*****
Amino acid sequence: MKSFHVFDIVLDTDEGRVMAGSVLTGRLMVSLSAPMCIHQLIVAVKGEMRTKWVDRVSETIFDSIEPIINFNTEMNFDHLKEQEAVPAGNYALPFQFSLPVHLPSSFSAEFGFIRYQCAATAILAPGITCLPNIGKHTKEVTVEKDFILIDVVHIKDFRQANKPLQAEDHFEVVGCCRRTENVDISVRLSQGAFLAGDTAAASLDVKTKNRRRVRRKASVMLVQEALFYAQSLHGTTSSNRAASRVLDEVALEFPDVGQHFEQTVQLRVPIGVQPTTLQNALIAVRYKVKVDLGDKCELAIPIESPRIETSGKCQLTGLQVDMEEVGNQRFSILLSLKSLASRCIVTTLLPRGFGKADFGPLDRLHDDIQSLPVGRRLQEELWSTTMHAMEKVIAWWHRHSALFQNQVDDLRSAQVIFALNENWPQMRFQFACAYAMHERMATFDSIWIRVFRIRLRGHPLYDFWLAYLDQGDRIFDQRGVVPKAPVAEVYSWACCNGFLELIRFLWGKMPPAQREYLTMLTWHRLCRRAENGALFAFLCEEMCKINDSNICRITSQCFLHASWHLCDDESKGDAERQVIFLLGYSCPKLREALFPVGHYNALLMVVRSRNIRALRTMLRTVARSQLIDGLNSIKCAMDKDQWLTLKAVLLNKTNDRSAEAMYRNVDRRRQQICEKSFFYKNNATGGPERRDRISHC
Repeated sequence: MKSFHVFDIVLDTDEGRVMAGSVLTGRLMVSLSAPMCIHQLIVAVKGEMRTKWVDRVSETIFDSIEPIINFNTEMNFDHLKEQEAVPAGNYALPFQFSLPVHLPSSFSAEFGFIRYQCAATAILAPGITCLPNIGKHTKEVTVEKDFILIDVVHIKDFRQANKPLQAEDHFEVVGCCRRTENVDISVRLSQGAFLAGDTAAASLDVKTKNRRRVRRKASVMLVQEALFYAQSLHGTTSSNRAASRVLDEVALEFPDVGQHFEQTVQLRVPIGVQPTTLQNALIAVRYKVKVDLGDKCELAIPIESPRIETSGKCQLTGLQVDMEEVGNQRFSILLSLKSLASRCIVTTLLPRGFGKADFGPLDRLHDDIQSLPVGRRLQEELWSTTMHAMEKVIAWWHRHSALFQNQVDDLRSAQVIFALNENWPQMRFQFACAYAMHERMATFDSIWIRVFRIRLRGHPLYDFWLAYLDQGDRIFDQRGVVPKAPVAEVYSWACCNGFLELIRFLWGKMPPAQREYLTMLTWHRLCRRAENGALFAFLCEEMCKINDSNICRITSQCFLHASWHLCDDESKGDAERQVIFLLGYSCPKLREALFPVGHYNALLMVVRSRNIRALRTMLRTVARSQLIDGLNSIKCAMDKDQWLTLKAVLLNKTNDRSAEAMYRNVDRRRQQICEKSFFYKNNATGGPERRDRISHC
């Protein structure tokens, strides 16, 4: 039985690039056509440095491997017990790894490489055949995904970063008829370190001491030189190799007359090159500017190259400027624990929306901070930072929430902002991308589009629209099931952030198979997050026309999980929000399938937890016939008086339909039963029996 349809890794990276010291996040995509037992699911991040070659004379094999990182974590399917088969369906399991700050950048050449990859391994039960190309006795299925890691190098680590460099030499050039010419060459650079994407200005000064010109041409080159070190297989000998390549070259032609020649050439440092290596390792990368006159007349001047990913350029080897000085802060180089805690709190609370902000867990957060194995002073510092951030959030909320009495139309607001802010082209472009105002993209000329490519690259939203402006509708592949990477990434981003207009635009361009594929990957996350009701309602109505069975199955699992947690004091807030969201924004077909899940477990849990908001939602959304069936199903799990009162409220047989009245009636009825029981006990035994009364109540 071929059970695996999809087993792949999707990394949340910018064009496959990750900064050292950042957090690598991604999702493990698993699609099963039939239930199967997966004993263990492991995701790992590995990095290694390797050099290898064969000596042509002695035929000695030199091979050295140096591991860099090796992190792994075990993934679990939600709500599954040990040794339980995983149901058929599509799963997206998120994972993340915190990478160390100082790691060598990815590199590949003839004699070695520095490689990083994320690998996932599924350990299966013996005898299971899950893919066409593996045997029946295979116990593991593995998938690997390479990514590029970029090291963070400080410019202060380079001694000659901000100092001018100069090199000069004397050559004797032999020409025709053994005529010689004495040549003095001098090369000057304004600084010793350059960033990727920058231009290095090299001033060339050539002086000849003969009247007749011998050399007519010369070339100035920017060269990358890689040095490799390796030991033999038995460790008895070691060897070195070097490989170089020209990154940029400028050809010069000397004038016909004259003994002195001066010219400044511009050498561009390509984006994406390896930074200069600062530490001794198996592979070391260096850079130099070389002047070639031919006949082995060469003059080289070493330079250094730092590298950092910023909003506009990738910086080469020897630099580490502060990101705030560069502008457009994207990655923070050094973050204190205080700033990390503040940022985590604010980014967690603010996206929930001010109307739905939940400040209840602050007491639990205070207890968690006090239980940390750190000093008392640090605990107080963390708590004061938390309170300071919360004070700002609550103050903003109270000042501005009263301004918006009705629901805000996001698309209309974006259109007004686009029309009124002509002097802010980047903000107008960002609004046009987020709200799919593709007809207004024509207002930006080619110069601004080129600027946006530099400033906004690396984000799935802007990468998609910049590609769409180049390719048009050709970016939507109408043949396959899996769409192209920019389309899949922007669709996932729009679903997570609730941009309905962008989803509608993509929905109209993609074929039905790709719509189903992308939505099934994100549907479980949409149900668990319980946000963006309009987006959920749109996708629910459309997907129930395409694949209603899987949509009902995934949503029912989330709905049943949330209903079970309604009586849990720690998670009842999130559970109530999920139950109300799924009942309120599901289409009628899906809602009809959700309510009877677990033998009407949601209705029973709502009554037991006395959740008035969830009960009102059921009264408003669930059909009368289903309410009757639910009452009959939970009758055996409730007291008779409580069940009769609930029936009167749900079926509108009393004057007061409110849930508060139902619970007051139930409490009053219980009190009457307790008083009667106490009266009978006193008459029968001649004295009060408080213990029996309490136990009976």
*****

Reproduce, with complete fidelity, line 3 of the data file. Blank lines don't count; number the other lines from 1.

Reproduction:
């Protein structure tokens, strides 16, 4: 039985690039056509440095491997017990790894490489055949995904970063008829370190001491030189190799007359090159500017190259400027624990929306901070930072929430902002991308589009629209099931952030198979997050026309999980929000399938937890016939008086339909039963029996 349809890794990276010291996040995509037992699911991040070659004379094999990182974590399917088969369906399991700050950048050449990859391994039960190309006795299925890691190098680590460099030499050039010419060459650079994407200005000064010109041409080159070190297989000998390549070259032609020649050439440092290596390792990368006159007349001047990913350029080897000085802060180089805690709190609370902000867990957060194995002073510092951030959030909320009495139309607001802010082209472009105002993209000329490519690259939203402006509708592949990477990434981003207009635009361009594929990957996350009701309602109505069975199955699992947690004091807030969201924004077909899940477990849990908001939602959304069936199903799990009162409220047989009245009636009825029981006990035994009364109540 071929059970695996999809087993792949999707990394949340910018064009496959990750900064050292950042957090690598991604999702493990698993699609099963039939239930199967997966004993263990492991995701790992590995990095290694390797050099290898064969000596042509002695035929000695030199091979050295140096591991860099090796992190792994075990993934679990939600709500599954040990040794339980995983149901058929599509799963997206998120994972993340915190990478160390100082790691060598990815590199590949003839004699070695520095490689990083994320690998996932599924350990299966013996005898299971899950893919066409593996045997029946295979116990593991593995998938690997390479990514590029970029090291963070400080410019202060380079001694000659901000100092001018100069090199000069004397050559004797032999020409025709053994005529010689004495040549003095001098090369000057304004600084010793350059960033990727920058231009290095090299001033060339050539002086000849003969009247007749011998050399007519010369070339100035920017060269990358890689040095490799390796030991033999038995460790008895070691060897070195070097490989170089020209990154940029400028050809010069000397004038016909004259003994002195001066010219400044511009050498561009390509984006994406390896930074200069600062530490001794198996592979070391260096850079130099070389002047070639031919006949082995060469003059080289070493330079250094730092590298950092910023909003506009990738910086080469020897630099580490502060990101705030560069502008457009994207990655923070050094973050204190205080700033990390503040940022985590604010980014967690603010996206929930001010109307739905939940400040209840602050007491639990205070207890968690006090239980940390750190000093008392640090605990107080963390708590004061938390309170300071919360004070700002609550103050903003109270000042501005009263301004918006009705629901805000996001698309209309974006259109007004686009029309009124002509002097802010980047903000107008960002609004046009987020709200799919593709007809207004024509207002930006080619110069601004080129600027946006530099400033906004690396984000799935802007990468998609910049590609769409180049390719048009050709970016939507109408043949396959899996769409192209920019389309899949922007669709996932729009679903997570609730941009309905962008989803509608993509929905109209993609074929039905790709719509189903992308939505099934994100549907479980949409149900668990319980946000963006309009987006959920749109996708629910459309997907129930395409694949209603899987949509009902995934949503029912989330709905049943949330209903079970309604009586849990720690998670009842999130559970109530999920139950109300799924009942309120599901289409009628899906809602009809959700309510009877677990033998009407949601209705029973709502009554037991006395959740008035969830009960009102059921009264408003669930059909009368289903309410009757639910009452009959939970009758055996409730007291008779409580069940009769609930029936009167749900079926509108009393004057007061409110849930508060139902619970007051139930409490009053219980009190009457307790008083009667106490009266009978006193008459029968001649004295009060408080213990029996309490136990009976």